> Yes, that means the list has over-flowed. Once it is over-flowed, it > is now invalid for the reminder of the life of the resource owner. Don't we need any logic to clear the reference of locallock in owner->locks array.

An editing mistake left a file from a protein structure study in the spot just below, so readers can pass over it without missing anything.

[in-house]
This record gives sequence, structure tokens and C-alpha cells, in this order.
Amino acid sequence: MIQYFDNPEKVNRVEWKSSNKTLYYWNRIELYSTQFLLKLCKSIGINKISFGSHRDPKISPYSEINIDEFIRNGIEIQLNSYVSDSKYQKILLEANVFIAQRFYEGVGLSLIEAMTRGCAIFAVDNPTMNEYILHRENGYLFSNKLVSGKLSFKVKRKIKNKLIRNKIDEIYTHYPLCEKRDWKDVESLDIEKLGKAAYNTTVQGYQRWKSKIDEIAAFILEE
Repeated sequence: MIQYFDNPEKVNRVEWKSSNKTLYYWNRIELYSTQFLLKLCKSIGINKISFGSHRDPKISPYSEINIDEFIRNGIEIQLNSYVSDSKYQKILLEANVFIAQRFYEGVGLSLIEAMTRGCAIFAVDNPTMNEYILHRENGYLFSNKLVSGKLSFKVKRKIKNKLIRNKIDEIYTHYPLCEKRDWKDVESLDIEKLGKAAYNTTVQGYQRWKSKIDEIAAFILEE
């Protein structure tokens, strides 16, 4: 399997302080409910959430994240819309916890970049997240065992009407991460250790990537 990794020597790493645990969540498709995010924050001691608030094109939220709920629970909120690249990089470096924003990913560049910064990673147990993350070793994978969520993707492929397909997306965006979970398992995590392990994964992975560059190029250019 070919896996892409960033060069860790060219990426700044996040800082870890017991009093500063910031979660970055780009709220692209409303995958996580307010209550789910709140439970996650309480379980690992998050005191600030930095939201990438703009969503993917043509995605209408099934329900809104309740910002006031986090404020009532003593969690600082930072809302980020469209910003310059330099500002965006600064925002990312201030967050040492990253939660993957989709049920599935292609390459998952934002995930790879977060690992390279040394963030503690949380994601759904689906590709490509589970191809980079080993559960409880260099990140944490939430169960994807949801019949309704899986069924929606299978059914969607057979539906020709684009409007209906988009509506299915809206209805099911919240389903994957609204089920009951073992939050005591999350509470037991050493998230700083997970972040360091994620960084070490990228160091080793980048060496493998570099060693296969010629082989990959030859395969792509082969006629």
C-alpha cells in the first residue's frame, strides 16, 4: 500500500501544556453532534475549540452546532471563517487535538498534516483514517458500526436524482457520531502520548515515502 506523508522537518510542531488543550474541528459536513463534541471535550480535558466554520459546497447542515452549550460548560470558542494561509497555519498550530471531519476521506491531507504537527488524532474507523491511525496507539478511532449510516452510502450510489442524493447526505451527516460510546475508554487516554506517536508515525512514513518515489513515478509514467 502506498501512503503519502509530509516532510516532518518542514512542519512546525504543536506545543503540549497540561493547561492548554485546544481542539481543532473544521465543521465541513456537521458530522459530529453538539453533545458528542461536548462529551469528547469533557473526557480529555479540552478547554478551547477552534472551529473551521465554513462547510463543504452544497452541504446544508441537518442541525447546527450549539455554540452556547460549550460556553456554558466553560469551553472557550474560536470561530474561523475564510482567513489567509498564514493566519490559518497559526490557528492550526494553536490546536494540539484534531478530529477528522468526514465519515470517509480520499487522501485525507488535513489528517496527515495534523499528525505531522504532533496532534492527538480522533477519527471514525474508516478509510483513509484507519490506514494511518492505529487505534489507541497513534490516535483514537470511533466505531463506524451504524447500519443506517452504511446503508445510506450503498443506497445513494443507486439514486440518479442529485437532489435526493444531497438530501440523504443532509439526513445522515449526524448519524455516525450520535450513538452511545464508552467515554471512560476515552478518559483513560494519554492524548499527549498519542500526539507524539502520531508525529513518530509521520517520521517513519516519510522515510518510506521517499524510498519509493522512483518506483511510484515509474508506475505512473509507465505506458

MAX_RESOWNER_LOCKS - How did you arrive at number 10 for it. Is there any specific reason for 10. > Should it emit a FATAL rather than an ERROR? I thought ERROR was > sufficient to make the backend quit, as it is not clear how it could > meaningfully recover. I am not able to visualize any valid scenario in which it can happen unless some corruption happens. If this happens, user can close all statements and abort its transactions. According to me ERROR is okay. However in the message "Can't find lock to remove", it could be better, if there is information about resource owner and lock. -----Original Message----- From: Jeff Janes [mailto:jeff.ja...@gmail.com] Sent: Monday, June 11, 2012 8:52 PM To: Amit Kapila Cc: pgsql-hackers Subject: Re: [HACKERS] Resource Owner reassign Locks On Sun, Jun 10, 2012 at 11:28 PM, Amit Kapila <amit.kap...@huawei.com> wrote: > I have few doubts regarding logic of ResourceOwnerRememberLock() and > ResourceOwnerForgetLock(): > 1. In function ResourceOwnerRememberLock(), when lock count is > MAX_RESOWNER_LOCKS, it will not add the lock to lock array but increment the > count to make it 11. Yes, that means the list has over-flowed. Once it is over-flowed, it is now invalid for the reminder of the life of the resource owner. At one time I used simpler logic that stored the last lock even though it could never be accessed, but I didn't like that and changed it to three-valued logic: already over-flowed, just about to over-flow (do not store, but still increment), and normal (store and increment). I guess I could add a macro to test for overflow, rather than explicitly comparing nlocks to MAX_RESOWNER_LOCKS, but I would either need another macro for the "Not yet overflowed, but soon to be", or would still need to do a manual test in that one spot. > Now in ResourceOwnerForgetLock(), it cannot enter the if loop until the > count is <= MAX_RESOWNER_LOCKS. So how it will forget the lock. When it comes time to release or reassign, it will fall back to the original behavior of looking through the local lock table. > > 2. ResourceOwnerForgetLock(), it decrements the lock count before removing, > so incase it doesn't find the lock in lockarray, the count will be > decremented inspite the array still contains the same number of locks. Should it emit a FATAL rather than an ERROR? I thought ERROR was sufficient to make the backend quit, as it is not clear how it could meaningfully recover. Cheers, Jeff -- Sent via pgsql-hackers mailing list (email@example.com) To make changes to your subscription: http://www.postgresql.org/mailpref/pgsql-hackers